What is Approved Document M?

Part of the UK Building Regulations 2010, the Approved Document M, also known as Doc M, sets out guidelines to ensure suitable “access to and use of buildings”. For commercial washrooms, the focus is on Volume 2: Buildings other than Dwellings, which provides practical guidance on meeting accessibility requirements for sanitary conveniences in new buildings and major refurbishments. This blog aims to highlight the washroom specific points within the regulations, so you can ensure that your building complies.

 

Wheelchair Accessible Unisex Washrooms

A self-contained unisex toilet room, also known as a Doc M room, is the preferred layout for disabled users since, if necessary, a carer of the opposite sex can also enter to provide assistance. It is designed with more space than a toilet cubicle to manoeuvre wheelchairs and should not be used for baby changing. These facilities should be provided in addition to any separate-sex washrooms and, depending on the building, a changing places toilet should also be provided.

Doc M Room Dimensions

The Doc M room should be a minimum of 2200mm x 1500mm to allow enough space to manoeuvre. The minimum overall Doc M room dimensions and placement of sanitaryware and fittings in the wheelchair accessible washroom can be found in the Approved Document M diagrams below.

Diagram 18 from Approved Doc M - Wheelchair Accessible Unisex Washroom Plan

 

Diagram 19 from Approved Doc M - Wheelchair Accessible Unisex washroom Elevation

 

Diagram 18 and 19 from Approved Document M: Volume 2

 

 Washroom Location and Provision

To ensure washroom access is readily available to any users that require it, provision in the building should be considered, and best practices are detailed in the Approved Doc M. At least one wheelchair accessible unisex toilet should be provided at each location where standard washrooms are available for use by visitors or those working in the building. There should be an accessible washroom located as close as possible to the entrance, with the user having to travel less than 40m to access a washroom facility on the same floor. To further improve accessibility, they should be located in a similar position on each floor of a multi-storey building, allowing for right and left hand transfer on alternate floors.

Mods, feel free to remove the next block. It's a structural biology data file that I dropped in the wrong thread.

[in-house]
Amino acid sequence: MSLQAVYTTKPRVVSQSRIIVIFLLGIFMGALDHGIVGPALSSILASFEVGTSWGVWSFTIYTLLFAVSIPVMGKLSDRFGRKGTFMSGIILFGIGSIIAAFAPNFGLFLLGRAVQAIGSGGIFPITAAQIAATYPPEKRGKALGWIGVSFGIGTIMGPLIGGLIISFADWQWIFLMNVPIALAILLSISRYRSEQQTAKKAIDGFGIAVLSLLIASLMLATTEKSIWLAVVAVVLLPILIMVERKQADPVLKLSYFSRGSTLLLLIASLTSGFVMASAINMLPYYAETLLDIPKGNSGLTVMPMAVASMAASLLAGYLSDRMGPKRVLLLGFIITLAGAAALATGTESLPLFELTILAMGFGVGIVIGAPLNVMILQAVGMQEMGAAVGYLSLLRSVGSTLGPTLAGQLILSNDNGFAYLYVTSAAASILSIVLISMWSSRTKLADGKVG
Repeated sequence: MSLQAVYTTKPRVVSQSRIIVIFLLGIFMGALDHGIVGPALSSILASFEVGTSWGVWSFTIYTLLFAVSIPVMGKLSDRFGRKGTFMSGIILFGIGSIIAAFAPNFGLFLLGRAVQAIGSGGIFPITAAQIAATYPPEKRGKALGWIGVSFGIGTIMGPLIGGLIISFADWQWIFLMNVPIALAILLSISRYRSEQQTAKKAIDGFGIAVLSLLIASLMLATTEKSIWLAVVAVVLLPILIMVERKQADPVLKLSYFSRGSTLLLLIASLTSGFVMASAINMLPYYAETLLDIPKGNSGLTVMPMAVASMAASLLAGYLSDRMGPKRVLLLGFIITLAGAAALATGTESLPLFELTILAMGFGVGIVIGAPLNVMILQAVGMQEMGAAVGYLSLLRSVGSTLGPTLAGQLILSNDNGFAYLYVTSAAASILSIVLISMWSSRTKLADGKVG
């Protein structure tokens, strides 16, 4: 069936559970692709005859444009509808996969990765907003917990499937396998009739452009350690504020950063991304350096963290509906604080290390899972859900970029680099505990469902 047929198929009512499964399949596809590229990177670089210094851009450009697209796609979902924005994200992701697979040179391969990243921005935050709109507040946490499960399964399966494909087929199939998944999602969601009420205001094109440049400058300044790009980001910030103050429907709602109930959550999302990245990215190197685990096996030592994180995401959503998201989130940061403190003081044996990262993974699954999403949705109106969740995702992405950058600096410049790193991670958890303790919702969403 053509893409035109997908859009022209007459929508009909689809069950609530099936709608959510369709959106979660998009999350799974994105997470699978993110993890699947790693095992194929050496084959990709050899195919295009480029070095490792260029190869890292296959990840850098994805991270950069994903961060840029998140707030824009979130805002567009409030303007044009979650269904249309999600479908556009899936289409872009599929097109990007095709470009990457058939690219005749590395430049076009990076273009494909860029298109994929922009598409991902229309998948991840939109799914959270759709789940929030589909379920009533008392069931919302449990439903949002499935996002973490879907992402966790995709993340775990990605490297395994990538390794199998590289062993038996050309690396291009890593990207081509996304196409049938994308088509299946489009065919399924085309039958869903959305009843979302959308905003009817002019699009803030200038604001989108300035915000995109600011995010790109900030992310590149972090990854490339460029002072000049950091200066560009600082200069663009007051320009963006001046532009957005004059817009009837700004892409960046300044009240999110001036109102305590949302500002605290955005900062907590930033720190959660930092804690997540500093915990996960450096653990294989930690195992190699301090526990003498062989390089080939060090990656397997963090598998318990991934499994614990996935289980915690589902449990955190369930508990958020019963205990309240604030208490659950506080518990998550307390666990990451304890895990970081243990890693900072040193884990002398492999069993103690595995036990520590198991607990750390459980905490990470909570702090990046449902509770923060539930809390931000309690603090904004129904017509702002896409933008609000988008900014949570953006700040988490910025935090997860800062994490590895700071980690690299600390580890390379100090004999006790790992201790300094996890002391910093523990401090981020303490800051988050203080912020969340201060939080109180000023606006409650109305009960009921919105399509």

The aim of the Approved Document M is to provide inclusive and accessible washrooms for everyone. If there is space for only one toilet in the building, then it should be a wheelchair accessible unisex toilet. However, the width of the room should increase from 1.5m to 2m to also allow for a standing height wash basin, accommodating all users within the building.

Grab Rails

The wheelchair accessible washroom provides space to allow wheelchair users to use various transfer techniques, either assisted or independently. To avoid encroaching on internal space, the doors should open outwards with a horizontal grab rail fixed to the inside face. Additionally, there should be multiple supporting grab rails throughout the accessible washroom. The open side of the WC should have a horizontal drop down rail, with another mounted to the wall on the other side. All grab rails should be visually contrasting with the background wall and floor finishes so that they can be easily identified by those with impaired vision.

Doc M Sanitaryware

Doc M toilet packs are usually sold with everything you need in the pack together. Some wheelchair users find it difficult to use a standard height WC, so it is important to provide a WC that has a raised height of 480mm. The wash basin should be set at a height of 720-740mm from the floor and positioned to allow the user to wash and dry their hands whilst seated on the WC. Sensor taps are preferable, but long lever action taps are also suitable as they can be operated with limited strength or manual dexterity. The cistern used should have its flushing mechanism positioned on the open, transfer side of the space regardless of handing.

Emergency Assistance

An emergency assistance pull cord and a reset control should be easily identifiable in the room and reachable from the WC and the floor nearby it. The signal given should be able to be distinguished from the fire alarm both visually and audibly, and there should be a clear that the emergency call has been received from the accessible washroom.

 

Separate-Sex Washrooms

Suitable washroom accommodation for some disabled users can be incorporated into separate-sex washrooms. It’s important to know the different designs for toilet cubicles to ensure that you are offering an accessible, inclusive environment.

Ambulant Disabled Toilet Cubicle